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SOMA Summary


SOMA Review

Amnesia meets Bioshock? Oh boy.

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Frictional's SOMA post-mortem reveals game sold over 250,000 units to date

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SOMA developer Frictional Games has revealed in the game's six month post-mortem that while it took five years to develop, it still hasn't quite turned a profit yet, although sales currently sit at 250,000 units. The studio also revealed that mod development for the game hasn't been particularly strong.

First episode of SOMA-inspired live-action series released

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Frictional Games has released Transmission #1, the first episode in a live-action series inspired by its psychological horror game SOMA.

Without wishing to spoil anything, it covers many of the same themes and ideas seen in the game. It's all well handled and acted, too, far better than your average live-action spin-off.

Frictional Games releases launch trailer for SOMA, out tomorrow

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Frictional Games' horror game SOMA is out tomorrow, and the Amnesia: The Dark Descent developer has released a new story trailer to tease its launch.

There's lots of creepy talk about losing, or perhaps purposefully giving away, humanity, which is something of a theme – there's clearly something odd going on when a robot embedded in a wall seems to think he's human. Here's the plot synopsis:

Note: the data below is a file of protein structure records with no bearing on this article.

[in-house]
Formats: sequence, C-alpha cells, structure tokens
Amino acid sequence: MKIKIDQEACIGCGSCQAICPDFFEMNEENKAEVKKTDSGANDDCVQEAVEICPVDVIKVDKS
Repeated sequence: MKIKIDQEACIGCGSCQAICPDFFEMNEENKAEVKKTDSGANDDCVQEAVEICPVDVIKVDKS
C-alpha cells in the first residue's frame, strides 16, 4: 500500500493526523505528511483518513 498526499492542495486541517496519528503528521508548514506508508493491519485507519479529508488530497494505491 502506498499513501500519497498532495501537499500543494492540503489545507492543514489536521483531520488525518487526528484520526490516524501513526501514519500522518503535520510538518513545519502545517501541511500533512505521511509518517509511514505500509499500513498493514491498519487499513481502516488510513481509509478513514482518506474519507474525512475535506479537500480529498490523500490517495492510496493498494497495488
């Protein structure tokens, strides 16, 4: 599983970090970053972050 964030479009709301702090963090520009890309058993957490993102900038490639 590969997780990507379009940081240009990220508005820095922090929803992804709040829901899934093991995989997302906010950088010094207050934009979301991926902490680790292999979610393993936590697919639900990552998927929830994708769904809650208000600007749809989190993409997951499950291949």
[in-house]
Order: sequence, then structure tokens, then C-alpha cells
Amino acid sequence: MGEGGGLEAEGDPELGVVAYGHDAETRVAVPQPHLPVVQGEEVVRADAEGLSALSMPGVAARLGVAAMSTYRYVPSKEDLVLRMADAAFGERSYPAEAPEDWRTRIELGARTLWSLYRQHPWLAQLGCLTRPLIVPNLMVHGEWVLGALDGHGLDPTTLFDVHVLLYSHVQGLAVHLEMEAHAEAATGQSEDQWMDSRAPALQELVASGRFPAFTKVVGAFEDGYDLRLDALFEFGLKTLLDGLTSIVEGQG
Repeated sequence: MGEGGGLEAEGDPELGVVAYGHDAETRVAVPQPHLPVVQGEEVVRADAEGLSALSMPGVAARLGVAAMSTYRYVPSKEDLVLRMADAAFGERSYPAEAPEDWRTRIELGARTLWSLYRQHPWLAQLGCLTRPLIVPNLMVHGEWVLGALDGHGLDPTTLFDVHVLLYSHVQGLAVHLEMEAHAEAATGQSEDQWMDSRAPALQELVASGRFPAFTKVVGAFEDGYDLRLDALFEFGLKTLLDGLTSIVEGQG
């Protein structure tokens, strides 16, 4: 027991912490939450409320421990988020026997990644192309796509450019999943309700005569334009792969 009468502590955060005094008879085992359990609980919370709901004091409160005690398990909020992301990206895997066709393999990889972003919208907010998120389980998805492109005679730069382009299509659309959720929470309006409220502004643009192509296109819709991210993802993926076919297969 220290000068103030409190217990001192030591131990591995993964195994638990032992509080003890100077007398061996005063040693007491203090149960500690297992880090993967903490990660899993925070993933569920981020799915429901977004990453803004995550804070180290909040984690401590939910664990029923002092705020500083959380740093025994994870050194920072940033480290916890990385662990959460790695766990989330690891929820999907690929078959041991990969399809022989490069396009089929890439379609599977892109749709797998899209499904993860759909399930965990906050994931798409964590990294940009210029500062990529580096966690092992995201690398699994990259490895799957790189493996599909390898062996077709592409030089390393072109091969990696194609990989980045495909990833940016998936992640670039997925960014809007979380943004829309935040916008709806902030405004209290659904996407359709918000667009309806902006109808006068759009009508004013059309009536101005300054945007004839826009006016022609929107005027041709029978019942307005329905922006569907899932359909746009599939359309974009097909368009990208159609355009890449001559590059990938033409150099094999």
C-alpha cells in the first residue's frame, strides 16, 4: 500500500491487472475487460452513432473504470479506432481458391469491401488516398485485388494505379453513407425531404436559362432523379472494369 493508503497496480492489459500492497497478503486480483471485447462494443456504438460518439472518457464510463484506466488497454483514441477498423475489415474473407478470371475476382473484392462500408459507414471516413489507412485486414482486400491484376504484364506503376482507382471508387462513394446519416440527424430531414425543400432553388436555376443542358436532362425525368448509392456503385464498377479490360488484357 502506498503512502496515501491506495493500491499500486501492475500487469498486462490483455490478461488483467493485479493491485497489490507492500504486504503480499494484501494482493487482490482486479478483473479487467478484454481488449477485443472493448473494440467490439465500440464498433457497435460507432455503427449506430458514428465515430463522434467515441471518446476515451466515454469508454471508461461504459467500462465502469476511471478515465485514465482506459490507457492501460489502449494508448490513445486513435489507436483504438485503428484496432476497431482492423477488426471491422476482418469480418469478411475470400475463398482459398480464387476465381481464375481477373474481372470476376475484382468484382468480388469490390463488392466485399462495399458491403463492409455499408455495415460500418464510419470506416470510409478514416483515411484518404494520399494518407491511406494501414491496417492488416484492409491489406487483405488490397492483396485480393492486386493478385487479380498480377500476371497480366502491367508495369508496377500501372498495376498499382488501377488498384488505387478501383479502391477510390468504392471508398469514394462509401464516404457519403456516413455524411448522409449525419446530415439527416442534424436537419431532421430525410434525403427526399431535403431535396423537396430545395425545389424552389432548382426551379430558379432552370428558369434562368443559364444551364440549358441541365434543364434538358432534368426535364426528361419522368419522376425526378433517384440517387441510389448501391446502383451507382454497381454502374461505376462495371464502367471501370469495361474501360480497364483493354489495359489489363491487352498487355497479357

Frictional Games releases creepy creature trailer for SOMA

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Frictional Games has released a trailer showing off some of the creatures you'll be busy avoiding in its upcoming horror game SOMA, including some kind of weird Christmas tree light... thing.

It's a reminder that although the team is promising a different kind of horror than the haunted house thrills of Amnesia: The Dark Descent, you'll still be chased by plenty of horrific monstrosities. Hooray!

Frictional discusses creating a different type of horror for their latest project SOMA

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Frictional Games maintains that its upcoming horror game SOMA is "just as scary, if not even more so" than its predecessor Amnesia: The Dark Descent, but it's going to try and fray your nerves in a slightly different way.

In Amnesia: The Dark Descent, there's constant oppression that starts from the get go, peaks somewhere half-way through, and then continues until the end. What you get is a game that's very nerve-wracking, but which also becomes numbing after while. It's pretty common for players to feel the game loses much of its impact halfway through. SOMA is laid out a bit differently. At first it relies more on a mysterious and creepy tone, slowly ramps up the scariness, and peaks pretty late in the game.

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